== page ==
To meet various intellectual and educational challenges, discerning Muslims need to differentiate between knowledge that Islam seeks to nurture, and that which is inconsequential.
THAT information and knowledge have been regarded as being extremely important in today’s modern, secular life seems obvious, with such widely employed terms and catchphrases as “empowering people through ICT”, “knowledge management”, “learning society”, “k-economy”, “knowledge workers”, etc.
The promulgations have been so effective that no one at present can deny their importance without putting one’s sanity at risk.
It is also a well-established fact that ’ilm (ilmu in Malay) ranks high in the world view of Islam and plays a central role in the value system, such as world view projects.
However, since the term has been loosely translated and generally understood as “knowledge”, many who live in the present-day world may well presume that knowledge as understood and disseminated by its modern secular advocates bears no fundamental difference from that which is highly regarded in Islam.
Yet, if one were to analyse how knowledge relates to other key elements in the mindset or the fundamental conceptual scheme or the main framework of understanding – that Islam seeks to nurture, one will eventually realise that there are basic differences which no amount of superficia or at best secondary, similarities can help remove.
Such differences are striking when one considers, for instance, whether there is knowledge that is beneficial and that which is not; and were there such categories of knowledge, what criteria would then be used to so decide.
To Muslims, at least, there surely is beneficial knowledge and knowledge which is harmful, for Prophet Muhammad was reported to have prayed to Allah for beneficial knowledge (’ilm nafi’), just as he was reported to have sought Allah’s protection from knowledge that does not benefit (’ilm la yanfa’).
Nonetheless, to further discriminate on this, one cannot but consider what, and who, man is.
For man is indeed the very subject involved and the benefits meant surely pertain to him whether as an individual or as a member of any human community.
Some questions one needs to ponder:
Is man as a being purely material, with such mental states and acts as “consciousness” and “thinking” being at best only epiphenomenal?
Or is man a mysterious union of both body and spirit with the latter constituent being more everlasting and, therefore, more real?
What kind of relation does knowledge have with man conceived of as such?
Is there knowledge which nourishes the body in contrast to that which enriches the spirit?
And if there are indeed two categories of knowledge, what is the relationship between the one that gives life to the body and that which enlivens the spirit?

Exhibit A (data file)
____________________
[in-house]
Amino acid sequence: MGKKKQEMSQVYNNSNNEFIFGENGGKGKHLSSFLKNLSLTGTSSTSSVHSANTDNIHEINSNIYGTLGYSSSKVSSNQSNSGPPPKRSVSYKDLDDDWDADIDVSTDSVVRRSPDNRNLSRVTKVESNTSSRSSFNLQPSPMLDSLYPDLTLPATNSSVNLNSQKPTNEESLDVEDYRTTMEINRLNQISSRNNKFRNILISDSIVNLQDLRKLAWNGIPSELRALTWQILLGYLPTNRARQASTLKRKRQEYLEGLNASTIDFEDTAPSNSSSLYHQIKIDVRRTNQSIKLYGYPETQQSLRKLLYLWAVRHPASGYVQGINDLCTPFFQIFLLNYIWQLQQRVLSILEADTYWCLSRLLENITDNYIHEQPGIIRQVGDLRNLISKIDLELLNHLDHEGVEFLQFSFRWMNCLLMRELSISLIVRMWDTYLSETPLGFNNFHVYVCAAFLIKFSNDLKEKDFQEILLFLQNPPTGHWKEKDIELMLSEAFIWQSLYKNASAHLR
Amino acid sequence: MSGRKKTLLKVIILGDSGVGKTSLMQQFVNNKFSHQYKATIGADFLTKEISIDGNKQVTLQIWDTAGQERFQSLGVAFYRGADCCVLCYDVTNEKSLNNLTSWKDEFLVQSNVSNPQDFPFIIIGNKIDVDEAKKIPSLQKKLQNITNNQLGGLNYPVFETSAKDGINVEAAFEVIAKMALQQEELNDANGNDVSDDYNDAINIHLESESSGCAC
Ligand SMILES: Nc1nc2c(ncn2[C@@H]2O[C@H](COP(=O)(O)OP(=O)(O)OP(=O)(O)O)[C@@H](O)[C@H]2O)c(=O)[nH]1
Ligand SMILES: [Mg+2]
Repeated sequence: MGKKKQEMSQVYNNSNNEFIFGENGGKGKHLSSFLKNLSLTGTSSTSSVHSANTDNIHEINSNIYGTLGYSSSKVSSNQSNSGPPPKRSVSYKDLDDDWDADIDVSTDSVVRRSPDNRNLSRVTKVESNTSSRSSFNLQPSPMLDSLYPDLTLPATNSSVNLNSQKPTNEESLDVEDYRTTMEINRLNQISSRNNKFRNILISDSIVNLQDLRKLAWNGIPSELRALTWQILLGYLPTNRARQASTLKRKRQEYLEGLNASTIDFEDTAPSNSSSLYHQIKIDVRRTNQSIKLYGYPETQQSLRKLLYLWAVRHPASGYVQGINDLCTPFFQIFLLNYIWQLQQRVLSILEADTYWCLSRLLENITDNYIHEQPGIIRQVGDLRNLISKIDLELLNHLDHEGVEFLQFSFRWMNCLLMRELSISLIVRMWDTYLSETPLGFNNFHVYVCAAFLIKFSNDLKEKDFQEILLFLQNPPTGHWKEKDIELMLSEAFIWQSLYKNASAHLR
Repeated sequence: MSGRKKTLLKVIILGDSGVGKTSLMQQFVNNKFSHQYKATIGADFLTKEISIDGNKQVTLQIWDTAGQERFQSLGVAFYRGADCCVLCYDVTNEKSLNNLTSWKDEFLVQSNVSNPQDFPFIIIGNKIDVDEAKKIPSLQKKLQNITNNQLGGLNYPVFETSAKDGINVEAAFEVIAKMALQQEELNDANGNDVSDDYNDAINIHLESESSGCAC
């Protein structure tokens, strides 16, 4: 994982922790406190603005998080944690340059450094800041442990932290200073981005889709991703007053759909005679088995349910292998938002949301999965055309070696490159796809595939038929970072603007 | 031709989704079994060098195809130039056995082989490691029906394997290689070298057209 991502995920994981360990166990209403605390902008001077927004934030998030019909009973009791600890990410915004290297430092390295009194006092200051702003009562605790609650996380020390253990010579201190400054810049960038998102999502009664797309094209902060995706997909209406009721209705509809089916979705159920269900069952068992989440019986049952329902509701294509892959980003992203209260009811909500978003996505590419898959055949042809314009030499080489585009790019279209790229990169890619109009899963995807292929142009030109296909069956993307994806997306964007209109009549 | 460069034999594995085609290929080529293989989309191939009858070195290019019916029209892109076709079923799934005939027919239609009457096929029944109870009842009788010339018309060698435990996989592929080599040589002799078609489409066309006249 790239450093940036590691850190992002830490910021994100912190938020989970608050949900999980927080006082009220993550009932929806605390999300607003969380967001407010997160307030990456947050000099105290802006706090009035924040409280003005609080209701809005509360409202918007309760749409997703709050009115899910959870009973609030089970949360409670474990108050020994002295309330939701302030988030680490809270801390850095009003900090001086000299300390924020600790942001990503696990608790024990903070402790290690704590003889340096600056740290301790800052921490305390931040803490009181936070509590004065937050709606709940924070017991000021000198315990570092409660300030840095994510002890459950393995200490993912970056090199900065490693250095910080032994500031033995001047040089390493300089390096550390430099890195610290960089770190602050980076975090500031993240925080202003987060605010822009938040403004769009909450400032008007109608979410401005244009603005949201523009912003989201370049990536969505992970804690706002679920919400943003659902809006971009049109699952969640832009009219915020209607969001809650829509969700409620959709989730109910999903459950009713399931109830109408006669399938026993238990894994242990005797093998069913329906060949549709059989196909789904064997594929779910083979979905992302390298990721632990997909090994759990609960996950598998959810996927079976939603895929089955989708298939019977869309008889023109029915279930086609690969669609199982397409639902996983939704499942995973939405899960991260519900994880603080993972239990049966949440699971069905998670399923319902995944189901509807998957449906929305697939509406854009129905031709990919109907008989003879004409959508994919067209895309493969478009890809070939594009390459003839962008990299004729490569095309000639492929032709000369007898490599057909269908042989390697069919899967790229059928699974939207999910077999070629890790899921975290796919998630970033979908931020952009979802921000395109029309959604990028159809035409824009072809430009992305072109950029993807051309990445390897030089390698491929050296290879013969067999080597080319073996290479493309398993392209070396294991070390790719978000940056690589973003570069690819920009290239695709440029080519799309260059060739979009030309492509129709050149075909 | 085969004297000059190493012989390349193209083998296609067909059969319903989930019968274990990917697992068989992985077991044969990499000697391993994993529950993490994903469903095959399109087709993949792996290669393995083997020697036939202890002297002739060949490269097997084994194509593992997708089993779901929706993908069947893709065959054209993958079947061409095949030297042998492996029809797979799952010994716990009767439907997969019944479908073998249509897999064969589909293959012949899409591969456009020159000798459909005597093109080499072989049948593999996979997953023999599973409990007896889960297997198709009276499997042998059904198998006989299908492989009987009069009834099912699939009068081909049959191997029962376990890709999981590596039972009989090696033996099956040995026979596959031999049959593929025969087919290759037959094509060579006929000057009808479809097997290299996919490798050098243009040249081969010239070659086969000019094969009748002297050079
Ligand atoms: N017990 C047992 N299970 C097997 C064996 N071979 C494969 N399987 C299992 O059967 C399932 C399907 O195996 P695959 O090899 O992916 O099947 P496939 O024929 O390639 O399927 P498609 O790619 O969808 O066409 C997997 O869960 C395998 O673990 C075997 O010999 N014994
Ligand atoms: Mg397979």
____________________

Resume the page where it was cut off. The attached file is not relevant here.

Suppose that “spirit” does exist, is it essentially different from the entity which is denoted by such terms as “soul”, “mind”, “intelligence”, “intellect”, and “reason”?
Or are such terms synonymous? If they are not, what relationship does each have with the others? And which has a more immediate link to knowledge? Or does to each a different type of knowledge pertain?
Such were some of the pertinent questions Muslim scholars in the past asked, and sought to answer, when they attempted to systematically examine beneficial vis-a-vis non-beneficial knowledge.
For instance, it was related that the great jurist Imam al-Shafi’i once concluded: “Knowledge is of two kinds: the science of fiqh (literally: thorough and profound grasp of a matter) pertaining to religious matters and the discipline of medicine pertaining to bodily matters (al-`ilm `ilman: `ilm al-fiqh li al-adyan wa `ilm al-tibb li al-abdan).”
The famous ibn Sina (known in Europe as Avicenna) had compiled two great works: al-Shifa’, on the various lofty dimensions of thought and intellect, and al-Qanun, on the various branches of medicine and health sciences.
It is quite interesting to note, as duly emphasised by Professor Mehdi Mohaghegh from Iran that rather than naming the former work al-Qanun, which certainly bears ethico-legal connotations and on the surface befits it better, ibn Sina had wittingly titled it al-Shifa’ (cure or remedy), which is literally more suitable for his latter work.
Such a practice, as Mohaghegh aptly remarked, simply demonstrates that this great scholar, just like numerous other eminent figures before and after him in the long religious, intellectual and scientific tradition of Islam, did realise the importance of, as well as the intimate relation between, both fields in ensuring man’s well-being and balanced development, one pertaining to the intangible soul and sublime thoughts, and the other relating to the material body and good, healthy practices.
It is of utmost importance, therefore, that discerning Muslims of today take due cognisance of the aforementioned understanding of beneficial knowledge and try to reformulate it within their contemporary context to meet the various intellectual and educational challenges confronting them.